In the early 90s, photographer Robo Kočan joins the Slovak photography scene. This is the period of his studies at the Academy of Fine Arts and Design, during which he already sets up exhibitions actively, and his photographs are a part of home and abroad art exhibits of Slovak and European photographs. His earlier works are defined by the usage of light painting and multiple exposure (Dialogues), playfulness and joy from a game, and later on, by varying the family “gene pool”, staging stories from a family album (Family Crosswords, Guarded Angel), playing games with human identity, combining portraits of women of different races. Within this period, a time-lapse project emerges, by the name of ‘Self-portrait’, which still exists to the present day, with the author contributing annually. At the end of the 90s, the author arranges an open cycle – ‘Shadows of Ghosts’ (1998) which is greatly distinct from the former imaginative, mirthful cycles. His stories are more mysterious and puzzling, the emptied space is populated by ethereal beings, and in the latter cycle, ‘Stories by Night-Light’, artefacts from various historical periods are traversed. Both cycles are ground-breaking and substantial for his latter works. The following series of photographs represents a surreal confluence of various historical periods, religious symbols, authentic culture archetypes, or even manifestation of the contemporary civilization. Photo-layering, hand-coloring, revealing and masking details, multiplication and intersection of stories, and the ambiguity of titles personate a challenge to their readability and interpretation. Their meanings are disclosed to us rather by intuition than consciously, what we have is only a sense of anticipation.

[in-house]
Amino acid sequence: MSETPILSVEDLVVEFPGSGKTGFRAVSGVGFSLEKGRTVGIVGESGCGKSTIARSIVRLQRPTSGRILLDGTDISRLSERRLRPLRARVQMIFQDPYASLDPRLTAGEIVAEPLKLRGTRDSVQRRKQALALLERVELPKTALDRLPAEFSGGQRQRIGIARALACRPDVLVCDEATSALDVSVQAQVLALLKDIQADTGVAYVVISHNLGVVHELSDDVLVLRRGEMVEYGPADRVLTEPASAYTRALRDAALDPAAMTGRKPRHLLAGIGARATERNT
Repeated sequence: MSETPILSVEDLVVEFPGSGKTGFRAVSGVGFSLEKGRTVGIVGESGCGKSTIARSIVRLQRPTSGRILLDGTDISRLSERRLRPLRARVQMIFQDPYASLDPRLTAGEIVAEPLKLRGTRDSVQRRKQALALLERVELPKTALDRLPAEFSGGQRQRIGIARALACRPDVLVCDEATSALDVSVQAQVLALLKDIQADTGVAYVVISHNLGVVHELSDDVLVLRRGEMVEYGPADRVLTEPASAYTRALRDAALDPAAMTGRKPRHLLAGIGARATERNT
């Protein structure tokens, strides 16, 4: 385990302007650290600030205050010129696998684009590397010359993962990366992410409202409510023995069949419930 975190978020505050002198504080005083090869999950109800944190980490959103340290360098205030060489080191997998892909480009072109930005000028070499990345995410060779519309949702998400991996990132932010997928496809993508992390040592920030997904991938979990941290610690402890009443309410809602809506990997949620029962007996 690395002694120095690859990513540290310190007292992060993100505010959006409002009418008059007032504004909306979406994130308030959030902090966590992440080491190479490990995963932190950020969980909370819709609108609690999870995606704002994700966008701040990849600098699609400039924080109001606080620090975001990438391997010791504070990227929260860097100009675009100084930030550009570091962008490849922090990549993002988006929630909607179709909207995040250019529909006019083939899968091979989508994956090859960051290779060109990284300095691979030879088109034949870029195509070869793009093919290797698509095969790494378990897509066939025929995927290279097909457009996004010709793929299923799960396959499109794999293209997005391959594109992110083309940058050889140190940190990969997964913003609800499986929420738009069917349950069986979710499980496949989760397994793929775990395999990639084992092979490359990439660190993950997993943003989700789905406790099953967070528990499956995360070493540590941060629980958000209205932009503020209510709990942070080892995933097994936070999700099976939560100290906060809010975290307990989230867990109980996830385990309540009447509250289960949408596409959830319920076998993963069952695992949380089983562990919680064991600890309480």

The ‘Stories’ exhibition maps the author’s works since the year 2003, with no ambition to introduce the whole area of topics which have been, at the past or given time, relevant topics of the authorial program. It reflects the photographical cycles, bound by narration, without an emphasis on the moment, in which the base of the plot is formed. It comes about either in front of the camera lens, when the author deliberately searches for the right shot, point of view, which is the bearer of the plot (The Beings of Old Glamorgan), or the story is created by the subsequent manipulation by “assembly”. The exhibition collection is dominated by cycles realized during the author’s creative stays abroad (Wales, Cleveland and Poland).

The ‘Stories by Night-Light’ cycle shaped during the author’s abroad stay in 2002-2003 in Cleveland. It was perhaps the visual unattractiveness of the city and its surroundings, or the author’s general mood that caused the whole photography series to emerge in a hotel room. A night-light, minimal number of props which are available in a place where a game with shadows is played, possibly as old as the humanity itself. From objects that are at his disposal, he stages a thrilling story in which the history and the present, mythology and religion, spiritual and real world, liable to changes, are intertwined. The unevenness of a wall, and the color of a snapshot create an illusion of a magical space for the shadows of reality.